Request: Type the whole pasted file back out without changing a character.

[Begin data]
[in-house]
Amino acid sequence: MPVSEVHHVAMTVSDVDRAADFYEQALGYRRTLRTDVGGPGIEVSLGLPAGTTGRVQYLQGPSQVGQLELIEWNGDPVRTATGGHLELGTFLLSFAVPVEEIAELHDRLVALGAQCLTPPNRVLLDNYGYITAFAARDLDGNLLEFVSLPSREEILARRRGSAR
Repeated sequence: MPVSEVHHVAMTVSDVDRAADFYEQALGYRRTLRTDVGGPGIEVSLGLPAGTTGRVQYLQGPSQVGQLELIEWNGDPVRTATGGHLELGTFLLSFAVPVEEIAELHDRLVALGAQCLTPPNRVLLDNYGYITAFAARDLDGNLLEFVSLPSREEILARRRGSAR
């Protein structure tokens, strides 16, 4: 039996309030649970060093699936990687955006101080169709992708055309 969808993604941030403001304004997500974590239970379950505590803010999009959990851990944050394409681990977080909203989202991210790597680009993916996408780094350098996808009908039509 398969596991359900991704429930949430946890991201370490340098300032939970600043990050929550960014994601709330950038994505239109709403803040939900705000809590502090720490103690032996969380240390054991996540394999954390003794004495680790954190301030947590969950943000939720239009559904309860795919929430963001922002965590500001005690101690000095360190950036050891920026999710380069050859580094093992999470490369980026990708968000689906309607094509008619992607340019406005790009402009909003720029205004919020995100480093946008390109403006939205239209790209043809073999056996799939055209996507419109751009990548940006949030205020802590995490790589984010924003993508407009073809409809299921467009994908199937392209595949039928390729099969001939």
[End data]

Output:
[in-house]
Amino acid sequence: MPVSEVHHVAMTVSDVDRAADFYEQALGYRRTLRTDVGGPGIEVSLGLPAGTTGRVQYLQGPSQVGQLELIEWNGDPVRTATGGHLELGTFLLSFAVPVEEIAELHDRLVALGAQCLTPPNRVLLDNYGYITAFAARDLDGNLLEFVSLPSREEILARRRGSAR
Repeated sequence: MPVSEVHHVAMTVSDVDRAADFYEQALGYRRTLRTDVGGPGIEVSLGLPAGTTGRVQYLQGPSQVGQLELIEWNGDPVRTATGGHLELGTFLLSFAVPVEEIAELHDRLVALGAQCLTPPNRVLLDNYGYITAFAARDLDGNLLEFVSLPSREEILARRRGSAR
């Protein structure tokens, strides 16, 4: 039996309030649970060093699936990687955006101080169709992708055309 969808993604941030403001304004997500974590239970379950505590803010999009959990851990944050394409681990977080909203989202991210790597680009993916996408780094350098996808009908039509 398969596991359900991704429930949430946890991201370490340098300032939970600043990050929550960014994601709330950038994505239109709403803040939900705000809590502090720490103690032996969380240390054991996540394999954390003794004495680790954190301030947590969950943000939720239009559904309860795919929430963001922002965590500001005690101690000095360190950036050891920026999710380069050859580094093992999470490369980026990708968000689906309607094509008619992607340019406005790009402009909003720029205004919020995100480093946008390109403006939205239209790209043809073999056996799939055209996507419109751009990548940006949030205020802590995490790589984010924003993508407009073809409809299921467009994908199937392209595949039928390729099969001939």